The Council’s ongoing transparency overhaul continues to attract public attention.
Recent days have seen a wave of criticism against the new Commission’s transparency initiative.
Earlier this year, the Madrid-based transparency advocacy organisation Access Info Europe released a manual for those seeking access to European Union documents.
The Guide on Access EU Documents is particularly aimed at citizens and civil society, but also at academics and journalists. By explaining the administrative procedure underlying Regulation 1049/2001 (the EU’s law on access to documents) step by step, AIE seeks to “demystify” an opaque procedure which “remains underused by the population at large”.
The Cyprus presidency has entered the EU transparency battlefield.
In an earlier post on this blog, I commented how the Danish presidency, in a race against the clock in the final weeks of June, failed to find a compromise on the transparency reform dossier that found sufficient support among both the member states and the European Parliament. (The latter having shown, over the years, much assertiveness in the area of what is known among lawyers as constitutional law, and among political scientists as oversight or meta-regulation.) The Danes failed miserably – its draft proposals for either a medium- and a light-version of a reformed Transparency Regulation were torpedoed and were criticised by transparency-friendly parties as a sell-out.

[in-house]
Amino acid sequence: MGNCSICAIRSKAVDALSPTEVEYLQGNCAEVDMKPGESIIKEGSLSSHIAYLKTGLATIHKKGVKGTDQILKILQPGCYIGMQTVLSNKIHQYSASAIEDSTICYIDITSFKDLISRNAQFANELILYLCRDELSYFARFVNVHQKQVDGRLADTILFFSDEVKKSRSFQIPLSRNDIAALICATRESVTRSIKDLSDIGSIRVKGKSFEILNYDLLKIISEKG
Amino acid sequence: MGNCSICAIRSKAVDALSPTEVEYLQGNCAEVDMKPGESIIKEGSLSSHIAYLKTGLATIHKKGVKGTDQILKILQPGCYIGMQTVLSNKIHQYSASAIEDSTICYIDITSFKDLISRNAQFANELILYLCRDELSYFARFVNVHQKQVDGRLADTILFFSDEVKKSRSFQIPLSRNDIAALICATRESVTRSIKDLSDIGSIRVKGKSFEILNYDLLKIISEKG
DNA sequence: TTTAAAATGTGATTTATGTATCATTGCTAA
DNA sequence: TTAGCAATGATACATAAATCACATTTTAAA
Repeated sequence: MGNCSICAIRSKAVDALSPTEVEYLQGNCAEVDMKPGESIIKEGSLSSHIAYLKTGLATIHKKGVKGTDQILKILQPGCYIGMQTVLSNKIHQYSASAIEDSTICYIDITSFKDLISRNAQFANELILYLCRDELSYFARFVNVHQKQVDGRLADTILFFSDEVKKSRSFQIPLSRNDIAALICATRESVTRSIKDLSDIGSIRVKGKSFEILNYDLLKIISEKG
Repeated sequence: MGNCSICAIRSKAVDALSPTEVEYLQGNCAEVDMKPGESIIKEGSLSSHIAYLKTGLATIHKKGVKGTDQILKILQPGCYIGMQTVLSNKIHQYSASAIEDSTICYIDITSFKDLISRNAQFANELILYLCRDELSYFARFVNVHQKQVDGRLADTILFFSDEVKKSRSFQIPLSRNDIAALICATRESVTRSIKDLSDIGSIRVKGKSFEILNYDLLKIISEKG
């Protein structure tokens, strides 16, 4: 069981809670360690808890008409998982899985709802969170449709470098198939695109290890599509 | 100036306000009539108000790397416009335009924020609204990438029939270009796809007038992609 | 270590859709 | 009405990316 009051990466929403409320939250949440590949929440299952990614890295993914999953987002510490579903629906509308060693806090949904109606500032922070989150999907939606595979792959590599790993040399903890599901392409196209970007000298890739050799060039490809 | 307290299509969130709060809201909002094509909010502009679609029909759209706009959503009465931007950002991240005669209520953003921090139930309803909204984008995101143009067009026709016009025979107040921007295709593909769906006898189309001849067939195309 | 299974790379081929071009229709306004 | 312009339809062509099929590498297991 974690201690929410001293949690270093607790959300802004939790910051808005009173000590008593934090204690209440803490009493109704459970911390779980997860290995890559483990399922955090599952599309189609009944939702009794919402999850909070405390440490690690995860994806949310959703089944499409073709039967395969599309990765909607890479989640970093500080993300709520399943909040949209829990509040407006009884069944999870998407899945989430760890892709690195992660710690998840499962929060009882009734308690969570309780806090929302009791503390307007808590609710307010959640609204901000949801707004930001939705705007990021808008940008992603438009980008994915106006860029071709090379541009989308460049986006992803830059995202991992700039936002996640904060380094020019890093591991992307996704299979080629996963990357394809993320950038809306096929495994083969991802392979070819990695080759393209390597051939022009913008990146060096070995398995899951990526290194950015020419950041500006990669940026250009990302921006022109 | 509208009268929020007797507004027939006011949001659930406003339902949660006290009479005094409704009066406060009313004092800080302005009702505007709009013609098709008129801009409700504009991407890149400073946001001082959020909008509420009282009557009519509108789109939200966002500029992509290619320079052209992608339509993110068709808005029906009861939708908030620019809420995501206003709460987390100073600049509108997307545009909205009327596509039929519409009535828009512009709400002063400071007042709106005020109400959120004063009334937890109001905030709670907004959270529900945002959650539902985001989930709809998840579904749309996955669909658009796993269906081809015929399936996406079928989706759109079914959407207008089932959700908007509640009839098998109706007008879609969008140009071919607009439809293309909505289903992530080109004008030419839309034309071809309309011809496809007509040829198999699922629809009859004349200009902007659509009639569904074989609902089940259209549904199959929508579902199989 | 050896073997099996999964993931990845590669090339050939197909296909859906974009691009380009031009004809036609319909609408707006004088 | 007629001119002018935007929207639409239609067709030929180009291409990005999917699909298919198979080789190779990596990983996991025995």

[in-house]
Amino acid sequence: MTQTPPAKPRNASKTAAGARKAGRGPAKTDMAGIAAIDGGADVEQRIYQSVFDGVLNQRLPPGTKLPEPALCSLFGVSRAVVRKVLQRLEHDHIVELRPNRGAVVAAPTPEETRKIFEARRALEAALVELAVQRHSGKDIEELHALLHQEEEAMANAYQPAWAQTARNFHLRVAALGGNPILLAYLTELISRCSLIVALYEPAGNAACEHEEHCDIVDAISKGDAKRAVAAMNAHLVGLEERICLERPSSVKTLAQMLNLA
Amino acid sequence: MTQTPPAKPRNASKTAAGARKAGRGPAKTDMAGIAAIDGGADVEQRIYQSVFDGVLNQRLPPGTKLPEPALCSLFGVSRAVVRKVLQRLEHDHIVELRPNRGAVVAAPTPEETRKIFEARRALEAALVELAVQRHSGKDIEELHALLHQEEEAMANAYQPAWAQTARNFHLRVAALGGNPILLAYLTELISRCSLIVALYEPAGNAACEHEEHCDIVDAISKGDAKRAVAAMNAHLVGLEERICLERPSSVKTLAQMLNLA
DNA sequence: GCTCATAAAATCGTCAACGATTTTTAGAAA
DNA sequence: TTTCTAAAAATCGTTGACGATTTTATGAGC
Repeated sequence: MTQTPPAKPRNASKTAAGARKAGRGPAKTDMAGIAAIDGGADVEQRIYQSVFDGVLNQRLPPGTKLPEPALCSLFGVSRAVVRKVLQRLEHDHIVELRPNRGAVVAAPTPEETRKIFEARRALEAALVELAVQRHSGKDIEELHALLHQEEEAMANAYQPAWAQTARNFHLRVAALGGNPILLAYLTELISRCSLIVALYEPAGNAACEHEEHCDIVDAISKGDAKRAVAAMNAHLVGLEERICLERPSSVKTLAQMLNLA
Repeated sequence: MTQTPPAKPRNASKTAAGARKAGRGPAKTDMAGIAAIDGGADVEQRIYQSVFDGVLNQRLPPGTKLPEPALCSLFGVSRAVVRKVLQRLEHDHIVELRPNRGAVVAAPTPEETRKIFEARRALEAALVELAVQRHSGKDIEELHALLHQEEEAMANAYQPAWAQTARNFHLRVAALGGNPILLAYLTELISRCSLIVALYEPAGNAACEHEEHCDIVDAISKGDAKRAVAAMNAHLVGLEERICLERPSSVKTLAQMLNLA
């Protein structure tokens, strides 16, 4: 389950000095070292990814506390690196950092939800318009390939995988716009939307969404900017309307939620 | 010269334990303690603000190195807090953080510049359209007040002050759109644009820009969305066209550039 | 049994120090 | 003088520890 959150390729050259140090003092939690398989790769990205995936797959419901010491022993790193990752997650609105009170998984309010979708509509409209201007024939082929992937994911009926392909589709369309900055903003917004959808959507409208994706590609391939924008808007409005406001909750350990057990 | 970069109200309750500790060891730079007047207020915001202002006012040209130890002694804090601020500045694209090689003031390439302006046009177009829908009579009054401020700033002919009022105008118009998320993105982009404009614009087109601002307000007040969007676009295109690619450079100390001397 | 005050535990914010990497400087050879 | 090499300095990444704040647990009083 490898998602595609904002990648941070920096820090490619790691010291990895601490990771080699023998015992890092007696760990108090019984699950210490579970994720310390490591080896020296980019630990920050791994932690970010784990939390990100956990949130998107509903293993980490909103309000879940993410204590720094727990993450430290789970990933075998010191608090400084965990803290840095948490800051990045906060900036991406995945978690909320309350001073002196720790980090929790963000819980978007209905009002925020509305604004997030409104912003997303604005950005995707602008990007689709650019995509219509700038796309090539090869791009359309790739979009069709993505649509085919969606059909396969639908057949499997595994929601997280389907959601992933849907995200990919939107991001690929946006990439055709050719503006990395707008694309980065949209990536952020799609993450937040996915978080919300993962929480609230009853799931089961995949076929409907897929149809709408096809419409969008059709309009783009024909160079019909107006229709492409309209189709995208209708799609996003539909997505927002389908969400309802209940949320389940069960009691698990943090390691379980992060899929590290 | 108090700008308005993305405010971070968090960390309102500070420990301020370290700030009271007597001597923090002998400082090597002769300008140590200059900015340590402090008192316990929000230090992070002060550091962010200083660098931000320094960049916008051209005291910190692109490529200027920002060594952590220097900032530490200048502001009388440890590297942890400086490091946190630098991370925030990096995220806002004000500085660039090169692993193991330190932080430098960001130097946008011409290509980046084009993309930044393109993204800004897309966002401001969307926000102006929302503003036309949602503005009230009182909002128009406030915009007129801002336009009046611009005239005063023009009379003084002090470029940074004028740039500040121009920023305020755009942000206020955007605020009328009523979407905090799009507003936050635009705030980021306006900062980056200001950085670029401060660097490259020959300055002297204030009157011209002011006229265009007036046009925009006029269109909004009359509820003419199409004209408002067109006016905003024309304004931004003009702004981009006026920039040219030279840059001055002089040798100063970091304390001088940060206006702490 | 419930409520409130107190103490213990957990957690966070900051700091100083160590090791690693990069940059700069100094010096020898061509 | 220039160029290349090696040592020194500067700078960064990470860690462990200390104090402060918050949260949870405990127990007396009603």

As of 1 July, Cyprus has taken over the presidency. From the early start, the Cypriots have shown a keenness to revive the talks and to start a fresh search for political compromise. A team under the experienced (and nicely-named) Cypriot senior diplomat Dionysis Dionysiou has enbarked on a new reconnaissance mission in bilateral talks to gauge the temperature among the various parties involved, bothinside among the Council members, and outside among the co-legislating EP and groups from civil society.